Angela and I do our best to travel with carryons only. There really is nothing more satisfying than getting off a plane, bypassing other travelers waiting at the luggage conveyors, and getting our passports stamped first in immigration. It's a small victory, but it pays off with great dividends when you're in competition for taxis, hotel rooms, or all-you-can-eat breakfast buffets in Tangier (more on that later). In our experience, traveling light and moving quickly is essential. But I'm unwilling to sacrifice high-quality video or photo footage for the sake of convenience; therefore, I have whittled my camera gear down to the essentials. This is what I pack for every trip.
As Mike mentioned in his last post, we were in Orange Beach, Alabama, recently for a destination wedding. It's a small, laid-back community that sits on the border of Alabama and Florida with Gulf Shores on one side and Perdido Beach on the other. This is the first road trip we've taken in a while, which was a nice change of pace. However, we've completely forgotten how to pack for road trips; since we didn't have any airline baggage restrictions, we just took all of the things. We arrived in Orange Beach pretty late in the evening, but we lucked out with some terrific Gulf shrimp and housemade chips at The Flying Harpoon 2, which serves a full menu until 1 a.m. We thought we'd lucked out with their live music, too, until we realized that the lead singer was running late and the female drummer was filling in for him on vocals. She was fantastic ... and we'll leave it at that.
I attended my first destination wedding last weekend in Orange Beach, Alabama. My childhood friend, Kyle Nuckolls, married his best friend, Lisa, in a beachside sunset ceremony, and I couldn't be happier for the two of them. It's fitting that Kyle and Lisa chose to have a destination wedding. They are, after all, marrying adventure, too. They both have that spritely spirit that looks forward to the future, respects the past, and yet stays firmly rooted in appreciation of the beautiful, fleeting present. In spending these few days with them, I came to realize that Kyle and his family had a greater influence on my own wanderlust than I had previously understood.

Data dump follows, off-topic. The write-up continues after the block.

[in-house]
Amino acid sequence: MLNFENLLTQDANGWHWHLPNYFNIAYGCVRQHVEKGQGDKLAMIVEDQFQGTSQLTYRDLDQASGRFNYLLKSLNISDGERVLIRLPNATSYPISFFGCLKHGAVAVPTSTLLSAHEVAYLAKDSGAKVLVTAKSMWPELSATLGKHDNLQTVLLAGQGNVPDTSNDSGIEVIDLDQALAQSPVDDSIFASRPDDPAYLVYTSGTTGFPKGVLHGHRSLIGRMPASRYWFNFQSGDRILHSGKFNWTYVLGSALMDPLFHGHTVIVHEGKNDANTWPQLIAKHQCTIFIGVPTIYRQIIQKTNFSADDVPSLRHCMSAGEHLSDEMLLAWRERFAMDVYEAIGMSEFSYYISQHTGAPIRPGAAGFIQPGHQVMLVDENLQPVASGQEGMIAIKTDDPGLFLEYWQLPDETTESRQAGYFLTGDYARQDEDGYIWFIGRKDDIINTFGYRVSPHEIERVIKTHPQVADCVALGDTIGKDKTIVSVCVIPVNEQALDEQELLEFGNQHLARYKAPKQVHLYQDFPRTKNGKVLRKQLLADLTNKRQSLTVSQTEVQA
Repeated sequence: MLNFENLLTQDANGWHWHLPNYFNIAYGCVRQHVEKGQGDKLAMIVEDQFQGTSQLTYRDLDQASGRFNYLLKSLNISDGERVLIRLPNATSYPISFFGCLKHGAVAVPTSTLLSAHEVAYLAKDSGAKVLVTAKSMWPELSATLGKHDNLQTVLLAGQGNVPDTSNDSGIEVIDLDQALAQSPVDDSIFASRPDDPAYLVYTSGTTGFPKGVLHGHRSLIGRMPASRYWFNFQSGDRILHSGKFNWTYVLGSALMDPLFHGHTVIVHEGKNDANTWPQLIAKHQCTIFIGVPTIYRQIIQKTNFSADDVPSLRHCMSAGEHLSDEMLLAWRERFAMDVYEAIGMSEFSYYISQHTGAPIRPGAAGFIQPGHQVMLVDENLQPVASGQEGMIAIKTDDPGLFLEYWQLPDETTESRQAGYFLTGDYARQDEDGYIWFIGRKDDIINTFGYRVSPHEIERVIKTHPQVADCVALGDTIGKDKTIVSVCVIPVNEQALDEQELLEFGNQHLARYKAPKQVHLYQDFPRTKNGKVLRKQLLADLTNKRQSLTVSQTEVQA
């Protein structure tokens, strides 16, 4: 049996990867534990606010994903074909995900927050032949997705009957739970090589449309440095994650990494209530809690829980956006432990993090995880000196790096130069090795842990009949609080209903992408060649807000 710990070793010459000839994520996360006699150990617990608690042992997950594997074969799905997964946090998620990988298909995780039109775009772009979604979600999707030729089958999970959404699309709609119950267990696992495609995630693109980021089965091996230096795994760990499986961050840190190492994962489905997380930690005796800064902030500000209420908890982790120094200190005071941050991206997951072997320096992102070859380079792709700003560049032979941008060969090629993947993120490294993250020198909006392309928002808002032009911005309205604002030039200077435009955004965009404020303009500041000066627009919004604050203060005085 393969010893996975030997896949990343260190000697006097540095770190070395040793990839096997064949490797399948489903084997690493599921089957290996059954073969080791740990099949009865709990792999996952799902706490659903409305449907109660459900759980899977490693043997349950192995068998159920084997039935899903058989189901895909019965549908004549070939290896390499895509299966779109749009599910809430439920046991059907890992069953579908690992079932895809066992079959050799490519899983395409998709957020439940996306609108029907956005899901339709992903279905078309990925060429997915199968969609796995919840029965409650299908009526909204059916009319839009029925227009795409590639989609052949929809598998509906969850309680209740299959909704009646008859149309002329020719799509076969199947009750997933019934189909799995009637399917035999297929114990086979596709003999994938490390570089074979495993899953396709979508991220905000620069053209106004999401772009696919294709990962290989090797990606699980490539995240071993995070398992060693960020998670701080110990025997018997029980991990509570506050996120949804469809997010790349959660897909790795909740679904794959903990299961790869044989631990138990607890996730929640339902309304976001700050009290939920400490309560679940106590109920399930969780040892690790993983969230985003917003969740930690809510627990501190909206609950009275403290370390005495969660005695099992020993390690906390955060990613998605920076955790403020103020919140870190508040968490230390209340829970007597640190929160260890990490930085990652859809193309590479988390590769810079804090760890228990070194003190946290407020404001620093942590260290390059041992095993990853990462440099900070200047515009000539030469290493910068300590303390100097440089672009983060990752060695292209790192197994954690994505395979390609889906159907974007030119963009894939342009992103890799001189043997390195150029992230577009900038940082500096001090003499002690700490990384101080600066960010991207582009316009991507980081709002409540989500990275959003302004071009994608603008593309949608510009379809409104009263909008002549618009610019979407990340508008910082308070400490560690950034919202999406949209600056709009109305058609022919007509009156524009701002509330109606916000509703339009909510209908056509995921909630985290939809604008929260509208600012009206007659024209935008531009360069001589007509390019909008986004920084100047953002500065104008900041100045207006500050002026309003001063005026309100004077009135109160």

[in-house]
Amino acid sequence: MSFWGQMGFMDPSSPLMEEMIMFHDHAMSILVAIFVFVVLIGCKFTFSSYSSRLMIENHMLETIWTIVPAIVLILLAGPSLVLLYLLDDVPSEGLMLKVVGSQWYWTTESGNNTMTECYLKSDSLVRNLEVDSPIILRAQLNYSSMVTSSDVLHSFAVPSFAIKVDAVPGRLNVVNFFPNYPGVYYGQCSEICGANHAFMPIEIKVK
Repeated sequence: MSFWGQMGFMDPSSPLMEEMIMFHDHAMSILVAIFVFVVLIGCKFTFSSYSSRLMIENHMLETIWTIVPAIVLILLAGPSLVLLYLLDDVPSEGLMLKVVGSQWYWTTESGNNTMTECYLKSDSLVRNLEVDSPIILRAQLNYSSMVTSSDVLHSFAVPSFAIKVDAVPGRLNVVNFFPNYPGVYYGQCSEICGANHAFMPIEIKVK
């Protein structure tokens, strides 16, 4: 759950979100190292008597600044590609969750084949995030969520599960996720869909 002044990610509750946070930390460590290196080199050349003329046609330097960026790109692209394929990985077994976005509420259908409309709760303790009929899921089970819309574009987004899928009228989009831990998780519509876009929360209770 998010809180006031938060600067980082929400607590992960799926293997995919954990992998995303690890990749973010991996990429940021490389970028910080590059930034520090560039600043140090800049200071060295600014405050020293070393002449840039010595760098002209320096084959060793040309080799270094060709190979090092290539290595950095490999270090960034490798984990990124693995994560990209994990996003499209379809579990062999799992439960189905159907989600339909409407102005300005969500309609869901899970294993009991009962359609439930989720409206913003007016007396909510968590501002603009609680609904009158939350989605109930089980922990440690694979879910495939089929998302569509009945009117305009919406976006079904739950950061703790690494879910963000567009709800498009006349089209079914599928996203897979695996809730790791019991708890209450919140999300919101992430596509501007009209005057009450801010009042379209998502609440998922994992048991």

In looking for our next home, it must be a place that inspires stories. These are some of the stories from our life's adventures that have inspired us. They are why we travel. That first real trip is crucial. When, for the first time, you travel further than Grandma's house in Eclectic, Alabama. When the road becomes exotic, not only in destination, but in composition, asphalt giving way to concrete, then to cobblestone, or to sand-swept hardpack. When the familiar southern drawl loses its cadence, slipping from a Tennessee twang to the rounder sounds of a South Carolina conversation, and then on to thicker, wilder accents, leading inexorably on to unintelligible foreign tongues that leave you grasping for recognizable words. That first true step into the unknown either makes or breaks a world traveler. The feeling of being alone, out of place, uniquely foreign when you have lived your whole life up to that point in a sea of familiarity and predictability is either something to be loathed, or it's something to be loved.